News Bureau | University of Illinois

NewsBureauillinois
University of Illinois at Urbana-Champaign logo

Article »

Trustees approve tuition increase for incoming students

INSIDE ILLINOIS, June 3, 2010  | Christy Levy, UIC

[ Email | Share ]

The UI Board of Trustees approved a guaranteed four-year 9.5 percent tuition increase for incoming students and authorized a short-term borrowing plan the university may use to address a continuing backlog in state payments.

The state of Illinois owes the UI $381 million in unpaid appropriations for the fiscal year, which ends June 30, university vice president Walter Knorr told trustees at their meeting May 20 on the UIC campus.

The tuition increase applies only to incoming Illinois-resident freshman students for the 2010-11 school year. The tuition is guaranteed by law not to increase for this cohort of students for four years. Current students won’t see an increase in tuition in accordance with the university’s Guaranteed Tuition Plan.

The base tuition for incoming students will rise $902 per year to $10,386 at the Urbana campus; $792 per year to $9,134 at the Chicago campus; and $706 per year to $8,108 at the Springfield campus.

Trustee Timothy Koritz abstained from voting on the tuition increase. Student trustees from all three campuses voted against the increase.

Other fee increases approved by trustees include a $250 per semester surcharge for international students and a $1,250 per semester surcharge for international engineering students; a $10 fee increase for domestic undergraduate applications at all three campuses, for graduate school application fees at UIC and Urbana, and for international undergraduate students at Urbana and UIS; a $15 application fee increase for international graduate students at Urbana; and a $20 application fee increase for the College of Dentistry at UIC.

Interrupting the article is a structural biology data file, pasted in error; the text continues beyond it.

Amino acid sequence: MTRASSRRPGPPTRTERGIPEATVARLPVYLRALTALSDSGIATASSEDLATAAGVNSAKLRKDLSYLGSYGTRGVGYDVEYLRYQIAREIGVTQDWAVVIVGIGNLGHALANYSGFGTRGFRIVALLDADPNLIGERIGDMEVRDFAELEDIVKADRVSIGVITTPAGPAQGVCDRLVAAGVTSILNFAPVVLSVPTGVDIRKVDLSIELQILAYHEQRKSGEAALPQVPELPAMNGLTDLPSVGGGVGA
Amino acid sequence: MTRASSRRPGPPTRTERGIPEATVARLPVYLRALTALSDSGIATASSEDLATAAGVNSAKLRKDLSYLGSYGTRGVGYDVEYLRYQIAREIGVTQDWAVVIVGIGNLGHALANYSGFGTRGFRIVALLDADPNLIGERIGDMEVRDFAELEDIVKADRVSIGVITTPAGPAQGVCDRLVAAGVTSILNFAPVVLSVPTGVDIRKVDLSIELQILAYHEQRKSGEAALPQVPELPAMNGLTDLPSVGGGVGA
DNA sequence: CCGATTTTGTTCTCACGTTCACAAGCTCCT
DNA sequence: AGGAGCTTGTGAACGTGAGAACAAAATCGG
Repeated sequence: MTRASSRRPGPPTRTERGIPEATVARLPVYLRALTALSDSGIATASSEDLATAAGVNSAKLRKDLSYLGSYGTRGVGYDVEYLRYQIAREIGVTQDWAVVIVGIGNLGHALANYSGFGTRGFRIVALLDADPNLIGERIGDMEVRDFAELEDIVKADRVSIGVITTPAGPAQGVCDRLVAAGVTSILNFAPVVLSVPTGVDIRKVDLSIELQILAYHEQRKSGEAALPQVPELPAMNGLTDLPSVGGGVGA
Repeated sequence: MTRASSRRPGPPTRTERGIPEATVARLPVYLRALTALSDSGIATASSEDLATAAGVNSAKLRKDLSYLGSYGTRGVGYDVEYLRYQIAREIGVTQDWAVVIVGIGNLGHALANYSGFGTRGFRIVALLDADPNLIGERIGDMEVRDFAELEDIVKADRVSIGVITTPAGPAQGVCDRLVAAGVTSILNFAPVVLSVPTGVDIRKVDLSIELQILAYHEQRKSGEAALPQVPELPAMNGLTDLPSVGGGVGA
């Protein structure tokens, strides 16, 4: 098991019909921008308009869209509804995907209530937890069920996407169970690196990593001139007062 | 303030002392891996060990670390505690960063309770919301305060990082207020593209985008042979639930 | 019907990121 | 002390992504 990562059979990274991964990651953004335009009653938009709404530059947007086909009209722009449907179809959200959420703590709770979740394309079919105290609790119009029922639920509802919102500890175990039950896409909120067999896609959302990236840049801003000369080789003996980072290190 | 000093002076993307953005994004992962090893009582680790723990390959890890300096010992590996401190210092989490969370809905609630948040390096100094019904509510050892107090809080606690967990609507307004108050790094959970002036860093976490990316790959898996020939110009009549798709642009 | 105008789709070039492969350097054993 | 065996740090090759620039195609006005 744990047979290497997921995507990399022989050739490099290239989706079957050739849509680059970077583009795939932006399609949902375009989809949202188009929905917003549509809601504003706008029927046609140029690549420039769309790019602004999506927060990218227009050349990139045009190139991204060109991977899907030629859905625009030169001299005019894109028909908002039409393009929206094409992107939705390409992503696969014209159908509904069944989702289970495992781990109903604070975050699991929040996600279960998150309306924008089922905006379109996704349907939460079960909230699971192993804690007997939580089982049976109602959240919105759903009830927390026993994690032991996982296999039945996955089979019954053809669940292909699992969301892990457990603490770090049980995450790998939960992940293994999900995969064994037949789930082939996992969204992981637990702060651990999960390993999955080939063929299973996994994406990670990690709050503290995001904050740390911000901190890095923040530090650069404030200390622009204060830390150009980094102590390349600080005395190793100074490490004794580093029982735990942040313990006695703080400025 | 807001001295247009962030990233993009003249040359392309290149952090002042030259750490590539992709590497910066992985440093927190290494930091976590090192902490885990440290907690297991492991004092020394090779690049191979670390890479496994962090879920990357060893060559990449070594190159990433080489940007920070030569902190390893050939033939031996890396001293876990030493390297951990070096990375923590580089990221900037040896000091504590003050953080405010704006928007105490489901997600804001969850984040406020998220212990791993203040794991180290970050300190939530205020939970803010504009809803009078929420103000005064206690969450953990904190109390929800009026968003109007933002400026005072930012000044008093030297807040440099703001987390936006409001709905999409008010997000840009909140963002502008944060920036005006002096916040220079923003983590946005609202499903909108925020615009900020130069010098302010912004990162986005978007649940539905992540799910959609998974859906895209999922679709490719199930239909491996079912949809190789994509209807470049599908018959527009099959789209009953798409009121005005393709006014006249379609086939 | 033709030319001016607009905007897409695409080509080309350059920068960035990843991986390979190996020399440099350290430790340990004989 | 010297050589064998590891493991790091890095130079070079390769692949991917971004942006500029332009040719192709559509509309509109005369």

Interim President Stanley O. Ikenberry said measures the university has taken so far to alleviate the budget crisis – such as employee furloughs and hiring freezes – have not financially affected students.

“We have taken a number of steps over the course of the year to make sure that students aren’t caught in the middle,” Ikenberry said. “The incoming class will experience a tuition increase, but they will have the assurance that that will be the single increase.

“It’s important for us to understand that the very first priority will be the financial aid money that will be necessary to protect access and affordability for low- and middle-income students.”

All three campuses offer financial-aid grants that supplement federal and state grant programs. About 15 percent of tuition dollars fund these supplemental grants, Ikenberry said.

Supplemental financial aid for the 2010-11 academic year will increase by about $6.5 million to $42.3 million, Knorr said. Forty-six percent of students at the Urbana campus pay less than the full cost of tuition plus room and board and fees as a result of need- and merit-based financial aid.

At Urbana, about half of students pay $2,000 or less in tuition or fees, Knorr said. “That’s as it must be if we’re going to be able to recruit and retain students from all income levels,” Ikenberry said.

Trustees approved a preliminary budget for fiscal year 2011, which begins July 1.

The plan reduces the university budget by $45.5 million – the amount of the one-time federal stimulus funds received in March.

To address the financial crisis, trustees also approved short-term borrowing which was authorized by legislation passed May 6 by the General Assembly and sent to Gov. Pat Quinn for his signature. Last week, Quinn said he will act on a bill allowing public universities to borrow money to cover a state funding shortfall after he signs a state pension borrowing plan. Under the bill, state universities can borrow up to 75 percent of what they’re owed by the state.

The universities initially opposed the idea of borrowing funds to meet operating expenses, but ultimately supported the law for the flexibility it offers as the state’s budgetary crisis continues. The law limits universities’ borrowing to emergency short-term lines of credit or promissory notes to pay for operations in anticipation of the state’s fiscal 2010 billed but unpaid reimbursements. It specifies that the universities’ borrowing must be finalized within 90 days of the bill’s passage, and that borrowed funds be applied to paying salaries and other expenses normally covered by state appropriations.

The maximum interest rate on money borrowed is 9 percent or less, and borrowed funds must be repaid in one year or within 10 days of the state’s payment of past-due 2010 appropriations.

The board began its budget planning for the 2011 fiscal year by passing a continuing resolution to keep the university operating legally after June 30 and until the state has a new budget in place.

 

 

Highlights »